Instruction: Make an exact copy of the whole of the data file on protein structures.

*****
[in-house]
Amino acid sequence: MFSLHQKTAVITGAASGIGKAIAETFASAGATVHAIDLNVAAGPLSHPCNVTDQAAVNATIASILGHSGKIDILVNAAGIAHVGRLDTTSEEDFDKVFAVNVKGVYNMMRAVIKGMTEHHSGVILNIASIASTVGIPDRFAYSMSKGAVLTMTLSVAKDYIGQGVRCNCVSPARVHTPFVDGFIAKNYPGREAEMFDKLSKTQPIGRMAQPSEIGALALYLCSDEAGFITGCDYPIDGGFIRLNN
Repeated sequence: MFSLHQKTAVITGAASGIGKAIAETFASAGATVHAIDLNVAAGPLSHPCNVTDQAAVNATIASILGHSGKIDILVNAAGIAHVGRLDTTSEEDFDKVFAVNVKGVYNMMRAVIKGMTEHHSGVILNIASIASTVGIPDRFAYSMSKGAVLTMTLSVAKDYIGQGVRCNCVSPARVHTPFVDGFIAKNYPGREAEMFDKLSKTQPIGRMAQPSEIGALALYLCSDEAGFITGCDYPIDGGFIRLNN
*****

[in-house]
Amino acid sequence: MFSLHQKTAVITGAASGIGKAIAETFASAGATVHAIDLNVAAGPLSHPCNVTDQAAVNATIASILGHSGKIDILVNAAGIAHVGRLDTTSEEDFDKVFAVNVKGVYNMMRAVIKGMTEHHSGVILNIASIASTVGIPDRFAYSMSKGAVLTMTLSVAKDYIGQGVRCNCVSPARVHTPFVDGFIAKNYPGREAEMFDKLSKTQPIGRMAQPSEIGALALYLCSDEAGFITGCDYPIDGGFIRLNN
Repeated sequence: MFSLHQKTAVITGAASGIGKAIAETFASAGATVHAIDLNVAAGPLSHPCNVTDQAAVNATIASILGHSGKIDILVNAAGIAHVGRLDTTSEEDFDKVFAVNVKGVYNMMRAVIKGMTEHHSGVILNIASIASTVGIPDRFAYSMSKGAVLTMTLSVAKDYIGQGVRCNCVSPARVHTPFVDGFIAKNYPGREAEMFDKLSKTQPIGRMAQPSEIGALALYLCSDEAGFITGCDYPIDGGFIRLNN